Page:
Sunday, March 19, 2006

Highway to Hell

I was reading Kamzee’s post on the road passing through his apartment and as a result started exploring the need for the most wasteful new road projects. Roads created problems long before the invention of cars, as the villages lost their self efficiency when they became dependent on trade and travel. In more recent times, roads are the precursor to the so-called development, that has lead us to the peak of self-destruction. Time and again, the roads have trashed the Garden of Eden; cutting through the villages, forests and rivers.

India, with a total road length of about 5.0 million KMs (excluding the Golden Quadrangle Project), has one of the largest road networks. The condition of most of the rural roads is deplorable due to the neglect and negligence of the officials and the politicians. District and State authorities are responsible for the construction and maintenance of roads, but large scale corruption has led to this sad state of the roads. Due to the contractor-engineer-bureaucracy nexus, the common people have to suffer a lot while commuting. We have got too many roads already and close to half of the urban space is paved to accommodate automobiles; more land is converted to cars than to housing and agriculture. There was a proposal to build an alternate road to connect Kodaikanal and Palani, which would cut through the endangered shoal forests and some pristine rivers on the Palani Hills requiring resettlement of villages, agricultural fields and the fauna. Thanks to the efforts of PHCC, to halt such proposal. Resettlement - They say human beings and the organisms should be resettled. But, where? Where is the land? Has someone invented a land-manufacturing machine?

All these roads cost money. The expenditure on highways and major roads is of a great magnitude when compared with what is being spent on the basic needs of the people including education. The most powerful reason why road building dominates our infrastructural budget, even when it makes no fiscal or ecological sense: those earth-moving machines, trucks, rollers and the plants cost lot of money, and their owners are not going to let them rust. Another reason is the belief that the roads have become a reflex article of faith and the faith in them is impervious to arguments and hence serves as gold mines for the politicians, bureaucrats and the construction industry.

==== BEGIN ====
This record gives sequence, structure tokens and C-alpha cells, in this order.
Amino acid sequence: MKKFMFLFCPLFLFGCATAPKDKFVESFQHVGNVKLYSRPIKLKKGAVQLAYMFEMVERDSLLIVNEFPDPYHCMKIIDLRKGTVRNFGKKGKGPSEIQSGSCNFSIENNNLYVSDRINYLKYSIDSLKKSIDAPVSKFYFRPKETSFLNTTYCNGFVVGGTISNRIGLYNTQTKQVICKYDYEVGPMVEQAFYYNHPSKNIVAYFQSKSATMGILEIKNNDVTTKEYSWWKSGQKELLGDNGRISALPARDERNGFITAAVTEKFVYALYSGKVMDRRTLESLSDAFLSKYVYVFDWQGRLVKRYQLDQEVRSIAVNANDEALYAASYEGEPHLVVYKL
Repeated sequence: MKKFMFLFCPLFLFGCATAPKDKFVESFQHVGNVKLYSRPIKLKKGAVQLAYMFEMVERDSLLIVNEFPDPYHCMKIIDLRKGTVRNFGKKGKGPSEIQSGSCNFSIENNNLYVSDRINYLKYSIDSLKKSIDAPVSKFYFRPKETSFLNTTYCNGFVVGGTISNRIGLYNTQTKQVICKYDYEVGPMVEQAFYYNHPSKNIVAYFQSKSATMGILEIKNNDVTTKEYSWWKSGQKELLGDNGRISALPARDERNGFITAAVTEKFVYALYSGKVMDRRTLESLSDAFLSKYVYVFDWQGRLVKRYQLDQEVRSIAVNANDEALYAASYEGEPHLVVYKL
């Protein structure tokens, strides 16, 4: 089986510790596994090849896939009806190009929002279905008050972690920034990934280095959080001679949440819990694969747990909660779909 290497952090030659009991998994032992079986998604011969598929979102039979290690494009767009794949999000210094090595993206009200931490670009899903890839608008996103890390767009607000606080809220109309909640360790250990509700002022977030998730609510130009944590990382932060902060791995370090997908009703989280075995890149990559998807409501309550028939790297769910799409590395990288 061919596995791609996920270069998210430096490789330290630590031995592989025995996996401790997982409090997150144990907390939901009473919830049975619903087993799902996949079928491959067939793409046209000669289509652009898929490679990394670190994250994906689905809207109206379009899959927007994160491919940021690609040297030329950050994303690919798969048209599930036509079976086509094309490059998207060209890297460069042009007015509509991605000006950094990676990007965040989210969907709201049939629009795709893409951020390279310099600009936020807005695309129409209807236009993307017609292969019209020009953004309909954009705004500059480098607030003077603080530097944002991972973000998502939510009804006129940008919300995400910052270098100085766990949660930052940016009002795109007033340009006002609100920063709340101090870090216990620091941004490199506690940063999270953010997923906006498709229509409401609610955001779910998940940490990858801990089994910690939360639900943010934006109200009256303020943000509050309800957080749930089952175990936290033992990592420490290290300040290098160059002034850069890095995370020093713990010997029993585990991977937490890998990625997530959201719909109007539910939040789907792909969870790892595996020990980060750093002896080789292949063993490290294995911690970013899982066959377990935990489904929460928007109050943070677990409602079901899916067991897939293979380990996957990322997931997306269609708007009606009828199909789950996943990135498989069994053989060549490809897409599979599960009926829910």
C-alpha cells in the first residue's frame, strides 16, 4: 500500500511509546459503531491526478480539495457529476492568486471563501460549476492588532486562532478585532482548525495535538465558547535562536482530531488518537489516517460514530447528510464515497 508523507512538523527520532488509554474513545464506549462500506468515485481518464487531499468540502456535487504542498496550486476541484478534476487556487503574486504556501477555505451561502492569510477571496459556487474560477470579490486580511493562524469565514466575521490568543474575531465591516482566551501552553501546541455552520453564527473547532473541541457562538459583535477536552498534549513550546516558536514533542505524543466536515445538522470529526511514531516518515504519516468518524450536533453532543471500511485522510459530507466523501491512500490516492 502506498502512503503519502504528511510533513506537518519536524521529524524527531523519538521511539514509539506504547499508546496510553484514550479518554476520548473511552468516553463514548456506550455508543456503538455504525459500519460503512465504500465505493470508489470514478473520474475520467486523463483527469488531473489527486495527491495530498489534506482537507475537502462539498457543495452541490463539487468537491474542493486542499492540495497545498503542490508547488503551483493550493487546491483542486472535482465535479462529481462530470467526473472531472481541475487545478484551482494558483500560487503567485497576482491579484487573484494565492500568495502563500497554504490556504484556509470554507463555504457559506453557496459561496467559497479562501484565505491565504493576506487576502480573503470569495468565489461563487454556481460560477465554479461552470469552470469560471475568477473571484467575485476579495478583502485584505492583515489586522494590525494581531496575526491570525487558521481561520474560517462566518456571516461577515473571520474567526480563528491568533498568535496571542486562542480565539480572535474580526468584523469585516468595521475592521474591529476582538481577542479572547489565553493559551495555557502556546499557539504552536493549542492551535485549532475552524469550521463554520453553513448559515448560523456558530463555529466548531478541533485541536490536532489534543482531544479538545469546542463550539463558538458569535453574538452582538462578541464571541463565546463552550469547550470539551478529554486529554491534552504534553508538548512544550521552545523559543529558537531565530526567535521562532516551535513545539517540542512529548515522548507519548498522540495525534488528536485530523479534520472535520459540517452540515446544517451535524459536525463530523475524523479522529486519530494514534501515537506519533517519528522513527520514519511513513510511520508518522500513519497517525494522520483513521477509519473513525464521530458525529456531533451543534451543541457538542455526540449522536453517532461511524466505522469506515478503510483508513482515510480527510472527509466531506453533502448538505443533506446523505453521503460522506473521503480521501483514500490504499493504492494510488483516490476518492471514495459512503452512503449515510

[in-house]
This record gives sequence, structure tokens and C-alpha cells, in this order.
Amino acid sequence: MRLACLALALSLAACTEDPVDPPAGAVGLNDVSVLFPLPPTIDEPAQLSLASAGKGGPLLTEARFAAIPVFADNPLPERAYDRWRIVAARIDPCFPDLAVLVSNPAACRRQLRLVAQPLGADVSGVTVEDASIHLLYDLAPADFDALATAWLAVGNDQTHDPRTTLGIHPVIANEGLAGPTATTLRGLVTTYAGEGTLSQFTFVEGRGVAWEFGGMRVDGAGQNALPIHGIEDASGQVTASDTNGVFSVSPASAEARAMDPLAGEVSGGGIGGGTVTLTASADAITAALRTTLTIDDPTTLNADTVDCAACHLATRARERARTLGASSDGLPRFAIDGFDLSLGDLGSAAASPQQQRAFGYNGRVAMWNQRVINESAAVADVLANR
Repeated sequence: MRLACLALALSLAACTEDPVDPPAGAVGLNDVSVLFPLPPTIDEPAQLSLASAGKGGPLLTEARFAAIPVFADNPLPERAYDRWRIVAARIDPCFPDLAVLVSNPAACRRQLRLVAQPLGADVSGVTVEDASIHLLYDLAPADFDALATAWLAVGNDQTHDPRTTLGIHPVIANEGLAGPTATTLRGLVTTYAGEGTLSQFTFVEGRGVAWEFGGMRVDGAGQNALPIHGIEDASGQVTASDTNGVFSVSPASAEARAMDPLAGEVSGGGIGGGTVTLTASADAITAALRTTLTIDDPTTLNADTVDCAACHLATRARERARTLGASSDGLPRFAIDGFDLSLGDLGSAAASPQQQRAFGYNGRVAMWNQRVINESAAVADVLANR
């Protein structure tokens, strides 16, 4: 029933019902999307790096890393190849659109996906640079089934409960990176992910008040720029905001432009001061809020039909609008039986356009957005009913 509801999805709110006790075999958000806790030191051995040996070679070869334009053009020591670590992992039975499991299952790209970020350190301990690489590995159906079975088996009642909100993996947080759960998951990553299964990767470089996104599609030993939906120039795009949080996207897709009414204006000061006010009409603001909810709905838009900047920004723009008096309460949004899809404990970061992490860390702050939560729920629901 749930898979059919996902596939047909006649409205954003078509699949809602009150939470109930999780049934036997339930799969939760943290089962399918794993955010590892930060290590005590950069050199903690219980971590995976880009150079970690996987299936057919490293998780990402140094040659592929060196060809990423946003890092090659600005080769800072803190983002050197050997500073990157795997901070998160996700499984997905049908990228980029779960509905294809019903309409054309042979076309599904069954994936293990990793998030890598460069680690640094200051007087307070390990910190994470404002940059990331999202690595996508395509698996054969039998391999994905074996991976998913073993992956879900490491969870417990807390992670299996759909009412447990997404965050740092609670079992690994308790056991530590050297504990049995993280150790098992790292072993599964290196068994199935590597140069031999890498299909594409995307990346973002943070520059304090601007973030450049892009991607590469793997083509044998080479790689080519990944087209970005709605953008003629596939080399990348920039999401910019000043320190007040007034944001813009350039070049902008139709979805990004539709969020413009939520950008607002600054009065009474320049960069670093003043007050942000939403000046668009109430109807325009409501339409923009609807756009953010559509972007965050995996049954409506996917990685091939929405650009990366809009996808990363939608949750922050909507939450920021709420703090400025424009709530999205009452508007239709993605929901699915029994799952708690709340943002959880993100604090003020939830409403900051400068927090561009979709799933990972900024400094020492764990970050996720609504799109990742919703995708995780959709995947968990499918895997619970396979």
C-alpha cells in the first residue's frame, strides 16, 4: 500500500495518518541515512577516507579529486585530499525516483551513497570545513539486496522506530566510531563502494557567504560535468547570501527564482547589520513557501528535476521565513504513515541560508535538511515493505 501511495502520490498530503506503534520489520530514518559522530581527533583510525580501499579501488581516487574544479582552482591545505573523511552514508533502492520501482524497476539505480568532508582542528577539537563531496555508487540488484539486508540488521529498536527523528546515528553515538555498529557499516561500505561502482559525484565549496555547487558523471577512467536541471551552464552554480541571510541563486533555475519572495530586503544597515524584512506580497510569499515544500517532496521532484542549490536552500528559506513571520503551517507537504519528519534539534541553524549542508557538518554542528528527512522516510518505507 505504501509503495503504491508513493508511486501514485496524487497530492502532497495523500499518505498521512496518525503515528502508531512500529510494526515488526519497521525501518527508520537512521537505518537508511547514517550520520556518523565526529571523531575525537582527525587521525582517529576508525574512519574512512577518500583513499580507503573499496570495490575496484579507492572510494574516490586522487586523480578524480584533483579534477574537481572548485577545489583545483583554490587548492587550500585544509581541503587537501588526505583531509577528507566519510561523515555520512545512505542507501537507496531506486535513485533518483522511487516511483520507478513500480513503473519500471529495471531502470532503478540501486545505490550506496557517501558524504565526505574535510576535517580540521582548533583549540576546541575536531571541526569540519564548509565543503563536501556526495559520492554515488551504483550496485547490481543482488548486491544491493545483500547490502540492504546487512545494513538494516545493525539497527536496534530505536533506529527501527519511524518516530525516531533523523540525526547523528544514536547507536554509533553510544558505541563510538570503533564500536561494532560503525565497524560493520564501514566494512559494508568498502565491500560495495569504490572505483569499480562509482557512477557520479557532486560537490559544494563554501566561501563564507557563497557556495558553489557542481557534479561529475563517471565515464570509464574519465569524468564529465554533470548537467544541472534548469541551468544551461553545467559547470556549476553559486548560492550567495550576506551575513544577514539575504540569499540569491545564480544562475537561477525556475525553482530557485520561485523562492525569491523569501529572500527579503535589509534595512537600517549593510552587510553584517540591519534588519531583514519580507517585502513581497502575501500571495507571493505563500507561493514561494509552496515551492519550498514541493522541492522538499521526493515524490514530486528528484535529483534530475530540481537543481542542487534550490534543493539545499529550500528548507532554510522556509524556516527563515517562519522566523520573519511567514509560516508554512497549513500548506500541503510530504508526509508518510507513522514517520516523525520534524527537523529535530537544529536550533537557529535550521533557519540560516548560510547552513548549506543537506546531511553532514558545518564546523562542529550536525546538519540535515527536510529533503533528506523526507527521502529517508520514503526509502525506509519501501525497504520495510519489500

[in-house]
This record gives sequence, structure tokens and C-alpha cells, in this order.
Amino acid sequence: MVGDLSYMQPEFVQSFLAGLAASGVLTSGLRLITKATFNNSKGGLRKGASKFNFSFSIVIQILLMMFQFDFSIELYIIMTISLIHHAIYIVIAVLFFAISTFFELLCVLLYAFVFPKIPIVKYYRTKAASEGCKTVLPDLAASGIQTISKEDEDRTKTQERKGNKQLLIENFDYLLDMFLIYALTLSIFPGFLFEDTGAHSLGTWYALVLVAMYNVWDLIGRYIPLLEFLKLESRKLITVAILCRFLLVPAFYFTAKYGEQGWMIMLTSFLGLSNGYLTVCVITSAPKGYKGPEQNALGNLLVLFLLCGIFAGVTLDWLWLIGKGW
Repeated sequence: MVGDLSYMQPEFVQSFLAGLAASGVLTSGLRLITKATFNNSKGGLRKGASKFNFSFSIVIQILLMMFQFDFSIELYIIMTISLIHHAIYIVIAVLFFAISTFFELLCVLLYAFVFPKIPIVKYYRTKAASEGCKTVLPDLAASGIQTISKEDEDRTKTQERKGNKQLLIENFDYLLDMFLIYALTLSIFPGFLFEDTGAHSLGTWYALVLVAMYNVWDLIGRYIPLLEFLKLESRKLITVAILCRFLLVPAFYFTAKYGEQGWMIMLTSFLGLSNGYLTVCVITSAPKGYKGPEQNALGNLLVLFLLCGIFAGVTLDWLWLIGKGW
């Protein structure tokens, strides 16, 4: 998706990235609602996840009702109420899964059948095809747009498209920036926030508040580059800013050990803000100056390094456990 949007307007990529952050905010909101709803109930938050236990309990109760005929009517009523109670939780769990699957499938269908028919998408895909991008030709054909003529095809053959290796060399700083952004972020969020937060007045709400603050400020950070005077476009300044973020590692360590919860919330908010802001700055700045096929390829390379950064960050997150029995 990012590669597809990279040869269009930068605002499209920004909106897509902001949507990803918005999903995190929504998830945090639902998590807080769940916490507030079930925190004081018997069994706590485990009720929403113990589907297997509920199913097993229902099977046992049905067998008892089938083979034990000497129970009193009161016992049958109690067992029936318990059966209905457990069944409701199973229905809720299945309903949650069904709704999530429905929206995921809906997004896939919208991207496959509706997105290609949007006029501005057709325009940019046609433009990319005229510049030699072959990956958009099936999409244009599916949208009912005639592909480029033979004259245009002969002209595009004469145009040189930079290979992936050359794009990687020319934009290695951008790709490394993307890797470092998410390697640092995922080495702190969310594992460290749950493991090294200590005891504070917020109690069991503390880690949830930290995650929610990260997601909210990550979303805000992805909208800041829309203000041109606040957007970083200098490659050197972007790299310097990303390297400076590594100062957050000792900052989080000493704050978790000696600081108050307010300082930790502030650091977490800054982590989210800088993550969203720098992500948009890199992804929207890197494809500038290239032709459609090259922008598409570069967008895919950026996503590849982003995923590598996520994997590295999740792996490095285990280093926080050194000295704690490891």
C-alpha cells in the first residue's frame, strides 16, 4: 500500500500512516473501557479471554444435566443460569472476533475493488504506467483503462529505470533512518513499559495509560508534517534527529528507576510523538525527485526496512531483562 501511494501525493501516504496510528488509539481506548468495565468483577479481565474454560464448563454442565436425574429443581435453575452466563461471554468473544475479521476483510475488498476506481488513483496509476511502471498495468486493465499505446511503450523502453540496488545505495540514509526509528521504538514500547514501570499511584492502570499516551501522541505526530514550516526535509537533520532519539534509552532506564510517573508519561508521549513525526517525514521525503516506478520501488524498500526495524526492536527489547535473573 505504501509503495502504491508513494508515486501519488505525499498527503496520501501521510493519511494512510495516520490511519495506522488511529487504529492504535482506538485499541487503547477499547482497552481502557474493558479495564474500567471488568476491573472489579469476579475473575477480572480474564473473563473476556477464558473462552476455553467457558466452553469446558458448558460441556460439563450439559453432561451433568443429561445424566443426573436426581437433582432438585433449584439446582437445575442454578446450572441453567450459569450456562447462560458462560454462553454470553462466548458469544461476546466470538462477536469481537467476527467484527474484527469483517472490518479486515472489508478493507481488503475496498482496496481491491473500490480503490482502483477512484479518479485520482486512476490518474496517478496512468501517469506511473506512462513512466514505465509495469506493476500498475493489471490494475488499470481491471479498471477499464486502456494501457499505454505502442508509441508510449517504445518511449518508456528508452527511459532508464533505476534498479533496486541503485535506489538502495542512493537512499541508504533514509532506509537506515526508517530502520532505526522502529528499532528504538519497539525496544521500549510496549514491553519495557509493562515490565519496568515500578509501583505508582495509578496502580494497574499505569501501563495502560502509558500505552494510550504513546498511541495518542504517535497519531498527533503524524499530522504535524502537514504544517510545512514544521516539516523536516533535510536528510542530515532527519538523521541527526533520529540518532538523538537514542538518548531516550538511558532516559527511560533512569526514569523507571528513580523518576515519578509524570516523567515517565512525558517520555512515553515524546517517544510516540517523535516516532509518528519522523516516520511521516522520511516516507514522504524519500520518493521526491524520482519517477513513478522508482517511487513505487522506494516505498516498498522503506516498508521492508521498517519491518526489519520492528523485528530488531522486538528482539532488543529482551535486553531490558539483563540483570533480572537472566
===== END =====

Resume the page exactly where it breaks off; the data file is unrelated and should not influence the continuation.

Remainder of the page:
And perhaps, the only genuine reason can be cited is that we want to get from here to there directly, without going around, which means, we have got to have another road. There was a time when I also agreed to that. I used to think; more roads are good because they would allow people to reach the destination soon through a more convenient angle with minimum fuel. I disagreed, on seeing the fact of the study conducted by Ivan Illich that revealed that: If we divide the distance we travel by the number of hours we spend not just sitting behind the wheels but also working to pay for our cars and fuel or doing other things in some way associated with our cars, our net speed comes to around 5 miles per hour!

People should realize that motor vehicles are the largest single source of atmospheric pollution worldwide and 65% of all carbon monoxide emitted into the environment comes from vehicles. Carbon monoxide, besides being poisonous, contributes to global warming by promoting the buildup of methane, a powerful green-house gas. In a world threatened by global warming and cancer epidemic, we keep accumulating pollution. A certain amount of pollution is inevitable; but, we can at least examine our conduct on an individual level and try to cut down to a minimum damage.

A new highway means worse air and water quality, less money available for road maintenance and public transportation and more burden on the tax payers, Tax payers’ money is being hijacked for unneeded roads that cause sprawl, damage the environment and hurt local communities. We are destroying some of the most pristine wilderness in this country for outdated, short-term solutions that won’t solve traffic problems.
It is not logical just to state the problem and leave the solution unattended. A few recommendations would be
1. Enhanced and Attractive Public Transport System
2. Work Near Home or Work from Home
3. Utilization of Inland Waterways using ferries - A resurrected Koovam in Chennai!
4. Pedelling Vehicles
5. Efficient Traffic Management System
6. Horse Power ( I apologize if you are from Blue Cross! - Menaka Gandhi muje maaff karo - It's apt for our IT geeks riding on a horse with their laptops crossed- helmet compulsory)
More suggestions and recommendations are welcome:)


Kamal Aanand (Kamz) said...

Your solutions to road problems seem to be the final solution towards which everyone will be heading some day or the other. :)

- Kamzee

Anonymous said...

Nice suggestions... especially liked the horse ride idea :)

Shiva said...

KK: It is the most corrupt insitution I have encountered. Exactly like how Shankar has portrayed corruption in Indian. If not horse, bicycles should become a commonality in india.

priya said...

Just loved that picture:)

I see the fire and anger on how it welcomes a road from the picture.

Wish villages remain green with its own beauty and innocence. What our ancestors preserved is getting vanished. Wonder why ther is more scarcity in our resources?